Part 2: Recapping ‘The 2018 HCEG Top 10 Healthcare Opportunities, Challenges & Issues’ Webinar

By | Executive Leadership Roundtable, HCEG Top 10, Webinar Series, Pharmacy, Privacy & Security | One Comment

The theme of last month’s HCEG Webinar Series event was The 2018 HCEG Top 10 – Healthcare Opportunities, Challenges & Issues. In a previous post, highlights of the following two topics that were discussed by moderator Kim Sinclair, HCEG board chair and CIO at Boston Medical Center Health Plan, and panelists Ferris Taylor, HCEG’s Executive Director and Consultant to Arches Health Plan and David Gallegos, Sr VP of Consulting Services at Change Healthcare, were reviewed:

  • Which three items on the 2018 HCEG Top Ten list three areas were of most interest?
  • What’s the state of healthcare consumerism and what’s being seen in the industry?

This second post recaps highlights from the second half of the webinar where the topics of Cybersecurity (Ranked #6 on the 2018 HCEG Top 10) and Addressing Pharmacy Costs (Ranked #9) were discussed. The webinar presentation materials and a recording of webinar can be found here.

Cybersecurity – 2018 HCEG Top Ten Item #6

Topic #3: How are you seeing cyber security and cyber threats impact healthcare organizations beyond the tactical day-to-day prevention activities?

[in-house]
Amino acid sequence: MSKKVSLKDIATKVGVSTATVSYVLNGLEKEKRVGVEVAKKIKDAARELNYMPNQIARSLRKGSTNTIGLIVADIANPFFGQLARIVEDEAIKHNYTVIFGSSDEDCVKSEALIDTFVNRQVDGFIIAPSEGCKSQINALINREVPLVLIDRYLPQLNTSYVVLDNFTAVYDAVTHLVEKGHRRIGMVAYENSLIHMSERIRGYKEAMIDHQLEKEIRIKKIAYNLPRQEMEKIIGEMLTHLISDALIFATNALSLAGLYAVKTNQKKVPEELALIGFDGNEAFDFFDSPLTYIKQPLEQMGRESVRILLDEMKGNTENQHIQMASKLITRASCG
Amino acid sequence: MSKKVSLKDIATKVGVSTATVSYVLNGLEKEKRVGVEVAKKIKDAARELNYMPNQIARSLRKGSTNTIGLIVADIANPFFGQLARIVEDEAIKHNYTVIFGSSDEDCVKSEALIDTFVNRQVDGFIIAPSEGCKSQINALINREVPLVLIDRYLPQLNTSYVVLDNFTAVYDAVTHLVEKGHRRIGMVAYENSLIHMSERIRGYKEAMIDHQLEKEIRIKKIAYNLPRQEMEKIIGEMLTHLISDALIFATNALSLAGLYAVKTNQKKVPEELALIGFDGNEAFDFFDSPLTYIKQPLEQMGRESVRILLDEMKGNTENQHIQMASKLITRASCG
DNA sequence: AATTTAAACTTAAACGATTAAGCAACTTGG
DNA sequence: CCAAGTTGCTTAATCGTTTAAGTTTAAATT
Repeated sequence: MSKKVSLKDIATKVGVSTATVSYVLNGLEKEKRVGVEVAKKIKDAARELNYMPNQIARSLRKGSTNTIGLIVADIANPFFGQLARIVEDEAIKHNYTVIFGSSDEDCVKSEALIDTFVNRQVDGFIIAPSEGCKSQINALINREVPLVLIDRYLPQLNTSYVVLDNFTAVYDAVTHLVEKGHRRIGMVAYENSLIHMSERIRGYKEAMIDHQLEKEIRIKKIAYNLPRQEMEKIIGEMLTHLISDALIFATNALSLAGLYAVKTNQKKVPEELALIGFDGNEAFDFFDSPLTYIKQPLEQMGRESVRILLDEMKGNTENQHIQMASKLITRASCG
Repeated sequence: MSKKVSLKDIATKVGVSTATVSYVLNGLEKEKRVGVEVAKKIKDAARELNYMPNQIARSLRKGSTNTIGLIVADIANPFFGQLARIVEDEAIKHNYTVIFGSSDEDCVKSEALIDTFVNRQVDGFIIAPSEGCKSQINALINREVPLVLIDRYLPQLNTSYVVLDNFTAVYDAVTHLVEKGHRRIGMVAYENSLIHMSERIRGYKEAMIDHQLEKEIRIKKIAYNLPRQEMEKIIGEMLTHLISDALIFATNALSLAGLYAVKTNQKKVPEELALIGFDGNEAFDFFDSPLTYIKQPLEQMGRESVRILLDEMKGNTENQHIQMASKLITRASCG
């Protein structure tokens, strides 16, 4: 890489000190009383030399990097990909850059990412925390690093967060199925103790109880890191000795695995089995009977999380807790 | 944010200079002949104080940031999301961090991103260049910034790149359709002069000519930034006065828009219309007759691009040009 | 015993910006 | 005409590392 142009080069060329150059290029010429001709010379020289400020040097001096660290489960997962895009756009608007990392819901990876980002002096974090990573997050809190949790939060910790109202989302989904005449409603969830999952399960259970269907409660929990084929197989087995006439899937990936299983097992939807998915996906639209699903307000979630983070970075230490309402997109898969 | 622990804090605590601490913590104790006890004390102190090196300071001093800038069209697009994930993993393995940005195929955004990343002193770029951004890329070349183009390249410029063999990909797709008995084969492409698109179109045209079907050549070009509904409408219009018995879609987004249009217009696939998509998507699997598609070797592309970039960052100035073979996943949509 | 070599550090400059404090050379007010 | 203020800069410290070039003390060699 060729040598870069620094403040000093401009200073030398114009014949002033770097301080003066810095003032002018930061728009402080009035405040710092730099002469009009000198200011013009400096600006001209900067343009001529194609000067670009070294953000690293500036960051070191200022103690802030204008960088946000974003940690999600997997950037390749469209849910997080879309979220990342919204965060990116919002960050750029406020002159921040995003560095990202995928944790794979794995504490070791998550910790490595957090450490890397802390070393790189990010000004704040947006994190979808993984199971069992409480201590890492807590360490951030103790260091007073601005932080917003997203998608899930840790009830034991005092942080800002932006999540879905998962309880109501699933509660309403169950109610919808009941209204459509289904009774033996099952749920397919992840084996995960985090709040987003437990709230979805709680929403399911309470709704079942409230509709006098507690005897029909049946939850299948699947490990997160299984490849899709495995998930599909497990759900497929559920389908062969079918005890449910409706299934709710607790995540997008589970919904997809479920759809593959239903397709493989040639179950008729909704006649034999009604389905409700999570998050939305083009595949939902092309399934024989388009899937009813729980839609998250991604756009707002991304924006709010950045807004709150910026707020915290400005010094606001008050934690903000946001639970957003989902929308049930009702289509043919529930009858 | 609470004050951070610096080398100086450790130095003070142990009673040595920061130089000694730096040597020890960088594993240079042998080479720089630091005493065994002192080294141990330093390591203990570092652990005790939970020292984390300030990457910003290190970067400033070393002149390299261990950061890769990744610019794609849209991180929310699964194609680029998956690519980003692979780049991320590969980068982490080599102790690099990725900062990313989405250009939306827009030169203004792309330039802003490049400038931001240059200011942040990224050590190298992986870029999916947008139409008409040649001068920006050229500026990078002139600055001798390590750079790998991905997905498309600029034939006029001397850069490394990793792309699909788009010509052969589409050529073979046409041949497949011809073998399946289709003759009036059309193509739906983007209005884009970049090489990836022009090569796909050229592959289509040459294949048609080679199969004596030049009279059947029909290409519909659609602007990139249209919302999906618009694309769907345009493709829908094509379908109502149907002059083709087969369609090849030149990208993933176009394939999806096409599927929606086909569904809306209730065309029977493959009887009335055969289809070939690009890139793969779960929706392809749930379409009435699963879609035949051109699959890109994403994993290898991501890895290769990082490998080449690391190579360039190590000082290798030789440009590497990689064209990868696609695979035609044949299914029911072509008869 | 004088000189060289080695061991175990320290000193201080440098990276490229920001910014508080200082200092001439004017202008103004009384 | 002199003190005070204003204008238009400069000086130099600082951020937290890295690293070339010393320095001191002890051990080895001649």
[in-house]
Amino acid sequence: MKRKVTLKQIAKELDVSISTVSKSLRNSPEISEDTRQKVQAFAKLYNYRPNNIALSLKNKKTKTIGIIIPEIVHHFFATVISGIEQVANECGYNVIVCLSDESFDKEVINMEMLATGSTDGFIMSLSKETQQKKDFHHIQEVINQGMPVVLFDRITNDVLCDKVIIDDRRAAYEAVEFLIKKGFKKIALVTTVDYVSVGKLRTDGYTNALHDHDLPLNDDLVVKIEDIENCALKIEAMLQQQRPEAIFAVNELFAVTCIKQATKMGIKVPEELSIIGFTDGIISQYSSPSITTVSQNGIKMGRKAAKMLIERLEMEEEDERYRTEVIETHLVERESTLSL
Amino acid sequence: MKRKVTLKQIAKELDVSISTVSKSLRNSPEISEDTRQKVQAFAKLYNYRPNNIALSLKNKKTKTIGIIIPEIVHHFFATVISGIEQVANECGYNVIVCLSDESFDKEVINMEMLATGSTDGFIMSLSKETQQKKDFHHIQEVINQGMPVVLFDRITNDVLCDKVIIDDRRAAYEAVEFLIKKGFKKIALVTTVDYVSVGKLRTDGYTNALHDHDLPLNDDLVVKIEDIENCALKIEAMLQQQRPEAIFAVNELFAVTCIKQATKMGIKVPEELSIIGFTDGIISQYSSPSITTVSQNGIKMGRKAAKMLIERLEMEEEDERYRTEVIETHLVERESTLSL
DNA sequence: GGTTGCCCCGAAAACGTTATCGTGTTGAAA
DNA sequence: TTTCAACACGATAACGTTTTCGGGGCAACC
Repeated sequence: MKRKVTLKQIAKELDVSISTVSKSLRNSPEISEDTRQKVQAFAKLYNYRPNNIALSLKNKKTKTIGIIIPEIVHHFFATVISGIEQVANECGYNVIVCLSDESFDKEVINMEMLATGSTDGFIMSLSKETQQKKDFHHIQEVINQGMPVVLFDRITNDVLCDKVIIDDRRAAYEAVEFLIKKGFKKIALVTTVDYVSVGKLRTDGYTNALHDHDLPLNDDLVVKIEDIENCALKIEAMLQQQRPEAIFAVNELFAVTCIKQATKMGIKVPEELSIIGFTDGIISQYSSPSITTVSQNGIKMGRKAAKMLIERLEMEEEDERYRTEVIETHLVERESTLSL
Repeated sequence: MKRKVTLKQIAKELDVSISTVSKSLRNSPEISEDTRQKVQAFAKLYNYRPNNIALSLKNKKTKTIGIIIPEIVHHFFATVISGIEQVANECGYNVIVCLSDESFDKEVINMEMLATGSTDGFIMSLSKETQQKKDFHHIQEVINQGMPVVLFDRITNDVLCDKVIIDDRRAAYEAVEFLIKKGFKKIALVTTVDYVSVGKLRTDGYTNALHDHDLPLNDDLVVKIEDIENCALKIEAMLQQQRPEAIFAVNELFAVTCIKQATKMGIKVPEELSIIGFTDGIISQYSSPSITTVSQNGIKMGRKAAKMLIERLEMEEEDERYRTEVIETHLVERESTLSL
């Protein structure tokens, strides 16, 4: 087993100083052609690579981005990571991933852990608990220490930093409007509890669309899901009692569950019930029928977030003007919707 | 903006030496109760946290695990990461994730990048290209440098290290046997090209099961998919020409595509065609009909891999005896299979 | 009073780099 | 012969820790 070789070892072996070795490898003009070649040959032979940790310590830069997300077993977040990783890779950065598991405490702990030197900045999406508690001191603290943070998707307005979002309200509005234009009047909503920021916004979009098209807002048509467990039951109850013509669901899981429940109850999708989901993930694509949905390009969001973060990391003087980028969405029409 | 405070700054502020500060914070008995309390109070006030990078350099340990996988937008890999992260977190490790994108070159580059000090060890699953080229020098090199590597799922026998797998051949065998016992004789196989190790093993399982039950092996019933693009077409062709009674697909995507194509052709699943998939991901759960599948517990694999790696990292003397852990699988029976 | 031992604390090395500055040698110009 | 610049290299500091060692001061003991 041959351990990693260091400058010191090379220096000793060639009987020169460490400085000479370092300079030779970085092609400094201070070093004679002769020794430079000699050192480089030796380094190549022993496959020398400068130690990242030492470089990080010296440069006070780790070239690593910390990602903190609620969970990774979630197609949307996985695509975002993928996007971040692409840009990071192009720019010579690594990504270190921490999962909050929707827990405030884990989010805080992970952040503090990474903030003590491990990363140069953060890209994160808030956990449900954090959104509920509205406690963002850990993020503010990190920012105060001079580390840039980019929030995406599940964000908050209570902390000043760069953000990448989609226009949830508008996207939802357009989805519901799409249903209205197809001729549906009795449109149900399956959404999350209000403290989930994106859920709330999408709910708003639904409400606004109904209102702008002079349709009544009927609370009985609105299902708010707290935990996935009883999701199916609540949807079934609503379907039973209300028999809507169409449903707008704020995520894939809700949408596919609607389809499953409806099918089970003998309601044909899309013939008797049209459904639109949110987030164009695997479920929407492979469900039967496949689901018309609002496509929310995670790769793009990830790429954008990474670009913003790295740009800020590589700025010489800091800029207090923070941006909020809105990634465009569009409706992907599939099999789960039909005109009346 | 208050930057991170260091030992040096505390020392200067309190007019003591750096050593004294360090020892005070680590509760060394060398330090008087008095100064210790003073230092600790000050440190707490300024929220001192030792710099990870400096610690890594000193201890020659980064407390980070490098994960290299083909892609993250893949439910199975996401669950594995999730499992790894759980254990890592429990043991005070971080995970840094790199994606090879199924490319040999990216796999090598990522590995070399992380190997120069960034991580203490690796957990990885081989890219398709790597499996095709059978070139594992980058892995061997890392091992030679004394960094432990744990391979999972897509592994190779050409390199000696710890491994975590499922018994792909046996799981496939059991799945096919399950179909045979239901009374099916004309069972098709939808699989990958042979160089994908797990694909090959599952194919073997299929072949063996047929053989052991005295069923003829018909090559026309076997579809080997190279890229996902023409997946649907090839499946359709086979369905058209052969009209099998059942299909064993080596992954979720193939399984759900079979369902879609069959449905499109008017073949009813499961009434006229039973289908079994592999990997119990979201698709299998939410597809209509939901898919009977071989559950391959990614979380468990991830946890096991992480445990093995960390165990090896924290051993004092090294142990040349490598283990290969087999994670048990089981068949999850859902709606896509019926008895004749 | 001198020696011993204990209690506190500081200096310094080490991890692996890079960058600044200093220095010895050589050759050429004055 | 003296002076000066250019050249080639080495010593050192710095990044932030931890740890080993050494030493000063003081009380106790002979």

HCEG Healthcare Executive Group Webinar-Top-10 Trends Cybersecurity

Ferris Taylor: “I think it’s (cybersecurity) fundamental that we need to innovate and improve cybersecurity in all of our healthcare processes. That really means giving people a confidence that their personal information won’t be used in ways that a person doesn’t want it to be used. So, it ties back to consumerism.

Real World Impact of Medical Identity Theft

“Here in Utah, about three years ago, there was a baby born in the hospital that was heroin addicted. And of course, the Department of Social Services immediately went to the home and removed the three other children from that home. The fundamental problem was that the mother of that heroin baby was not the mother in that home. And it took that mother three months to get her children back. It was a case of medical identity theft where the baby was born. The real mother checked out.  We can understand the personal impact that that lack of security around medical information caused for that family.”

David Gallegos: “The world has gotten a lot smaller and technology a lot more complex over the past decade. And clearly cyber terrorism is a big part and a growing concern that every organization needs to take seriously. But you need to keep in mind that the safest computer is one that’s turned off and unplugged. And clearly that’s not very useful.

“We need to balance both security and usability and the sharing of clinical information. It’s going to be critical to our care model redesigns and our clinical collaboration. This data is also going to be important for us to leverage artificial intelligence and, to help us determine optimal courses of treatment. In some cases, this information is even going to be needed to help really define how whole populations are treated.”